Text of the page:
Have you ever sat down to type an email on a friend’s comp, or wandered across the office to a different workstation, only to get a confused message from your brain saying “This isn’t my keyboard! Where am I?!” It’s kind of like getting behind the wheel in someone else’s car for the first time: same, but different.
That difference you immediately register is mostly due to the type of keyswitches that are used beneath the actual keys, or to put that another way, how much moola companies are willing to spend on their keyswitches. Spend a few minutes familiarizing yourself with the keyswitch options that manufacturers are using today and you’ll be able to immediately tell if you’re getting your money’s worth, or if they’re pulling one over on you.
Ground zero for keyboards is 1984 when the IBM Model M was released. It was the first keyboard of it’s kind, using a buckling spring mechanism underneath each key cap to register each keystroke. Durable, user friendly, but expensive. So companies found a way to do it cheaper.
Membrane keyboards use layered membranes squishing into each other to trigger keystrokes. Think about how the buttons on your microwave feel and you’ve got the starting point for these keyboards. Now add a rubber dome keyswitch pressing into the membrane layers and you’ve got 90 percent of today’s keyboards, built for less than $2 each. Want to guess how durable a $2 keyboard is?
Then came scissor switches to accommodate increasingly thinner laptops. These are hybrid switches that use a plastic scissor-shaped mechanism placed on top of the rubber dome membranes. This reduces the key depth and gives an abrupt, slightly mushy feel to these keyboards. These are easily the most common type of key switch on laptops today and are frequently referred to as chiclet keys.
So technology got to a point where the computer manufacturers were very happy with the cost of their keyboards, but are the users happy?
Enter mechanical keyboards that have gone back to using individual key switches underneath each keycap, no membrane layers needed. It’s almost like today’s mechanical keyboards are taking the best attributes from the Model M and delivering it in a modern package. And users are increasingly willing to pay for the benefits. Touch typists believe the more responsive keyswitches lead to increases in typing speed and accuracy. And gamers flock to them for their reliability and speed in registering quick successions of keystrokes.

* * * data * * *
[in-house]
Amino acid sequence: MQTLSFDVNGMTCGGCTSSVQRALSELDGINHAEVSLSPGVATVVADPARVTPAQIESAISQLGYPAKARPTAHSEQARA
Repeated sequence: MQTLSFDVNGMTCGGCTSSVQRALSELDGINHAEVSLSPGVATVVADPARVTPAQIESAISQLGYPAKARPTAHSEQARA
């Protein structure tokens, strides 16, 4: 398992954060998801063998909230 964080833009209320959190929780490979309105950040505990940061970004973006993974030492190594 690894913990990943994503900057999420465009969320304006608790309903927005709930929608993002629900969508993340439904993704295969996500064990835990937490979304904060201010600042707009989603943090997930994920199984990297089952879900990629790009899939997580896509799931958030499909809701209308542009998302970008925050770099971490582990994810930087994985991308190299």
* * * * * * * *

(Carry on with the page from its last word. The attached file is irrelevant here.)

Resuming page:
So think of it in terms of cost. The manufacturers will always spend the least amount of capital to build their products right? Membrane keyboards are shoddy quality (rated for less than 5 million keystrokes), require a full press to actuate the keystroke, and they deteriorate over time. But they’re cheap! Mechanical key switches are rated for 50 million keystrokes, they require less force to actuate, and they offer increased typing efficiency. Want to guess which keyboards are being over-manufactured and sold to the masses?
If you didn’t know a few minutes ago, you’ve probably got a pretty good idea what type of keyboard you’re using on your current setup. If it shipped with a desktop system it’s most likely a membrane keyboard. If you have a laptop or a portable keyboard you probably have scissor switches. And if are using a mechanical keyboard, well, you would already know it.
Yes, guilty as charged, we are partial to mechanical keyboards because their responsiveness and reliability help create a superior work (or play) environment. If you want more details on today’s top choices check here.
If mobility is your primary concern then you are usually limited to chiclet style keys. There are a number of good options here to explore.
Please keep all of this mind before plunking down your hard-earned cash on a keyboard. Manufacturers are cutting corners at every stage so by knowing the essentials you can usually stay one step ahead of them.
“Unicomp space saver Model M” photo courtesy of Amir Yalon CC 2.0 flickr
“Keyboard Construction Button Press” (rubber dome switch) photo courtesy of Asiir CC 2.5 Wikimedia
“Cherry MX Blue Switches” photo courtesy of Cherrymxblue CC 3.0 Wikimedia